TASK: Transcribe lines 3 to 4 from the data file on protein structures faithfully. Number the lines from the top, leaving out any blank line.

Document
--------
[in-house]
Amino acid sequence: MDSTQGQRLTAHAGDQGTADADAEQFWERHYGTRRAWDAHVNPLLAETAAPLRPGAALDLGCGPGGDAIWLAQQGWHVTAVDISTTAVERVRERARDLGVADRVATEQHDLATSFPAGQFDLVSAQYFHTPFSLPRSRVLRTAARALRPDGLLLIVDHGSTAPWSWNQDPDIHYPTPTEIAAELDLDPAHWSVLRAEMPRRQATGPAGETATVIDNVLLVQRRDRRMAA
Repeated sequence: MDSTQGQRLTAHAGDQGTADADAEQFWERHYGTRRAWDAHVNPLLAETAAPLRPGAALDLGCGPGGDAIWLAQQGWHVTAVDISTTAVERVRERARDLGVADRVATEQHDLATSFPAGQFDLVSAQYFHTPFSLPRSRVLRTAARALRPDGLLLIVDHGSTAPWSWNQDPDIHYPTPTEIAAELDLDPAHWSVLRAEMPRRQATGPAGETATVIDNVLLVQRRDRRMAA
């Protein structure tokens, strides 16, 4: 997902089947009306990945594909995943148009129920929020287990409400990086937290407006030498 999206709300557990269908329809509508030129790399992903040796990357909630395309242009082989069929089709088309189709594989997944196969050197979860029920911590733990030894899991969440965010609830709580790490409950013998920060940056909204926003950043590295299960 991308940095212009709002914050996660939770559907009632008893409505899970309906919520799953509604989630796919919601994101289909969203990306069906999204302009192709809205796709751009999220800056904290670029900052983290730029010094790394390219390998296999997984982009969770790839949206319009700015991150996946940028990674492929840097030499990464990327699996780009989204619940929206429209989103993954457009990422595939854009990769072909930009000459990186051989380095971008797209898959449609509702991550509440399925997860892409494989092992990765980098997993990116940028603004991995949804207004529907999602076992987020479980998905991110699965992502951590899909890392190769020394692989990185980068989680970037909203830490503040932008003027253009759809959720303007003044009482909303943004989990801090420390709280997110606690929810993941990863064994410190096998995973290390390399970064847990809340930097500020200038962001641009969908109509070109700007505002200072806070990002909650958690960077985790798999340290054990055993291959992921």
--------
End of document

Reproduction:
Repeated sequence: MDSTQGQRLTAHAGDQGTADADAEQFWERHYGTRRAWDAHVNPLLAETAAPLRPGAALDLGCGPGGDAIWLAQQGWHVTAVDISTTAVERVRERARDLGVADRVATEQHDLATSFPAGQFDLVSAQYFHTPFSLPRSRVLRTAARALRPDGLLLIVDHGSTAPWSWNQDPDIHYPTPTEIAAELDLDPAHWSVLRAEMPRRQATGPAGETATVIDNVLLVQRRDRRMAA
């Protein structure tokens, strides 16, 4: 997902089947009306990945594909995943148009129920929020287990409400990086937290407006030498 999206709300557990269908329809509508030129790399992903040796990357909630395309242009082989069929089709088309189709594989997944196969050197979860029920911590733990030894899991969440965010609830709580790490409950013998920060940056909204926003950043590295299960 991308940095212009709002914050996660939770559907009632008893409505899970309906919520799953509604989630796919919601994101289909969203990306069906999204302009192709809205796709751009999220800056904290670029900052983290730029010094790394390219390998296999997984982009969770790839949206319009700015991150996946940028990674492929840097030499990464990327699996780009989204619940929206429209989103993954457009990422595939854009990769072909930009000459990186051989380095971008797209898959449609509702991550509440399925997860892409494989092992990765980098997993990116940028603004991995949804207004529907999602076992987020479980998905991110699965992502951590899909890392190769020394692989990185980068989680970037909203830490503040932008003027253009759809959720303007003044009482909303943004989990801090420390709280997110606690929810993941990863064994410190096998995973290390390399970064847990809340930097500020200038962001641009969908109509070109700007505002200072806070990002909650958690960077985790798999340290054990055993291959992921």